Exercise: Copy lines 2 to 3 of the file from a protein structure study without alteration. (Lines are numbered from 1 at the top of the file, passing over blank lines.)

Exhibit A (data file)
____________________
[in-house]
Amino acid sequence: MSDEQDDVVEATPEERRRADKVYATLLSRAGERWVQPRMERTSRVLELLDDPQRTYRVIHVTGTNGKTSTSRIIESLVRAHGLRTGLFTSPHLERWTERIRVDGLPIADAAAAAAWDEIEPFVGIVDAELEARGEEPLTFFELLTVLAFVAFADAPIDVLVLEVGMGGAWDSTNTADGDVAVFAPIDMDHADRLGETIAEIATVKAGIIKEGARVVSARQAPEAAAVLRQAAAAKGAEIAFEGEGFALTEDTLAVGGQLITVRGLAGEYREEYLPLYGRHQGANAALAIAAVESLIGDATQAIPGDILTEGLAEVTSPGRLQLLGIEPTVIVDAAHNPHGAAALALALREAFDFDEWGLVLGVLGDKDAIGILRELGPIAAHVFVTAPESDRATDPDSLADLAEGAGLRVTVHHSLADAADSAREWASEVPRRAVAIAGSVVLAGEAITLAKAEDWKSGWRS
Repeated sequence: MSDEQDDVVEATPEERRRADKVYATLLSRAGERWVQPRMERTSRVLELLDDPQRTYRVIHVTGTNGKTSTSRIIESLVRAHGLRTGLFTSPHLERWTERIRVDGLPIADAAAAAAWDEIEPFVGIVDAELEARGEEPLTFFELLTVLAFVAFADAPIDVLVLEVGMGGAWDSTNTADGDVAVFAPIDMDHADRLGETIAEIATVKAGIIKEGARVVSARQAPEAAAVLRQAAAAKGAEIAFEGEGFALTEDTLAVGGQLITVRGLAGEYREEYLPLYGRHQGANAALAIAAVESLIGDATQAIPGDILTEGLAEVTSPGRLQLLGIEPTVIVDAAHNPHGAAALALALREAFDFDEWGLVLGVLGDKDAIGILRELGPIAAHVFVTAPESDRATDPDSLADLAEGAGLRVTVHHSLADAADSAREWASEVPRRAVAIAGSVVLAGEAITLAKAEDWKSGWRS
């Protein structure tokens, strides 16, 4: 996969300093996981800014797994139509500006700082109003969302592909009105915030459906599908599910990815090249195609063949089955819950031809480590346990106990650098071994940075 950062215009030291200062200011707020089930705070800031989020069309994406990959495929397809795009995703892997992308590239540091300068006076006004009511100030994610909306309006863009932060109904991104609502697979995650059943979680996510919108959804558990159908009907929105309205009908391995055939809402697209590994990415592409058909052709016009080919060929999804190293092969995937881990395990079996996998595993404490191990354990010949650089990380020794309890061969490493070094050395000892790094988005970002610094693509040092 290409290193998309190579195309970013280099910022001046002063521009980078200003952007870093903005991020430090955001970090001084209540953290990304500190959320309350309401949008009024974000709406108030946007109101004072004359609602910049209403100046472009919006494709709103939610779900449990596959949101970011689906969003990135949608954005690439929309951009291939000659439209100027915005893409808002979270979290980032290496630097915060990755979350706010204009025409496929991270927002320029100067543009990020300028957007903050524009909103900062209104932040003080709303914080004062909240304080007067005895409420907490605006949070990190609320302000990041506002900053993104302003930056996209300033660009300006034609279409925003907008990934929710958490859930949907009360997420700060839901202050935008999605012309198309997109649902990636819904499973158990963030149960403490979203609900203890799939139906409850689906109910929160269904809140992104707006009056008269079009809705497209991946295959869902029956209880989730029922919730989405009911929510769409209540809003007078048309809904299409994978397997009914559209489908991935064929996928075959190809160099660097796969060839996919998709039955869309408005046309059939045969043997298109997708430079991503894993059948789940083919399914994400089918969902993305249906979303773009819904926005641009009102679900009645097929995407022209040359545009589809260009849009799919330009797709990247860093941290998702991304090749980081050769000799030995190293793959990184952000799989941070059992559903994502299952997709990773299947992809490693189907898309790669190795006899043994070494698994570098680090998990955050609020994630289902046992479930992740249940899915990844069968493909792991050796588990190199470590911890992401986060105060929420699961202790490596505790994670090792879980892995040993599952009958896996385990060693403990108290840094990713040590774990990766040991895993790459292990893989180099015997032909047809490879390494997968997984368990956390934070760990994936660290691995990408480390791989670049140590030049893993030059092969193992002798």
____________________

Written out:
Amino acid sequence: MSDEQDDVVEATPEERRRADKVYATLLSRAGERWVQPRMERTSRVLELLDDPQRTYRVIHVTGTNGKTSTSRIIESLVRAHGLRTGLFTSPHLERWTERIRVDGLPIADAAAAAAWDEIEPFVGIVDAELEARGEEPLTFFELLTVLAFVAFADAPIDVLVLEVGMGGAWDSTNTADGDVAVFAPIDMDHADRLGETIAEIATVKAGIIKEGARVVSARQAPEAAAVLRQAAAAKGAEIAFEGEGFALTEDTLAVGGQLITVRGLAGEYREEYLPLYGRHQGANAALAIAAVESLIGDATQAIPGDILTEGLAEVTSPGRLQLLGIEPTVIVDAAHNPHGAAALALALREAFDFDEWGLVLGVLGDKDAIGILRELGPIAAHVFVTAPESDRATDPDSLADLAEGAGLRVTVHHSLADAADSAREWASEVPRRAVAIAGSVVLAGEAITLAKAEDWKSGWRS
Repeated sequence: MSDEQDDVVEATPEERRRADKVYATLLSRAGERWVQPRMERTSRVLELLDDPQRTYRVIHVTGTNGKTSTSRIIESLVRAHGLRTGLFTSPHLERWTERIRVDGLPIADAAAAAAWDEIEPFVGIVDAELEARGEEPLTFFELLTVLAFVAFADAPIDVLVLEVGMGGAWDSTNTADGDVAVFAPIDMDHADRLGETIAEIATVKAGIIKEGARVVSARQAPEAAAVLRQAAAAKGAEIAFEGEGFALTEDTLAVGGQLITVRGLAGEYREEYLPLYGRHQGANAALAIAAVESLIGDATQAIPGDILTEGLAEVTSPGRLQLLGIEPTVIVDAAHNPHGAAALALALREAFDFDEWGLVLGVLGDKDAIGILRELGPIAAHVFVTAPESDRATDPDSLADLAEGAGLRVTVHHSLADAADSAREWASEVPRRAVAIAGSVVLAGEAITLAKAEDWKSGWRS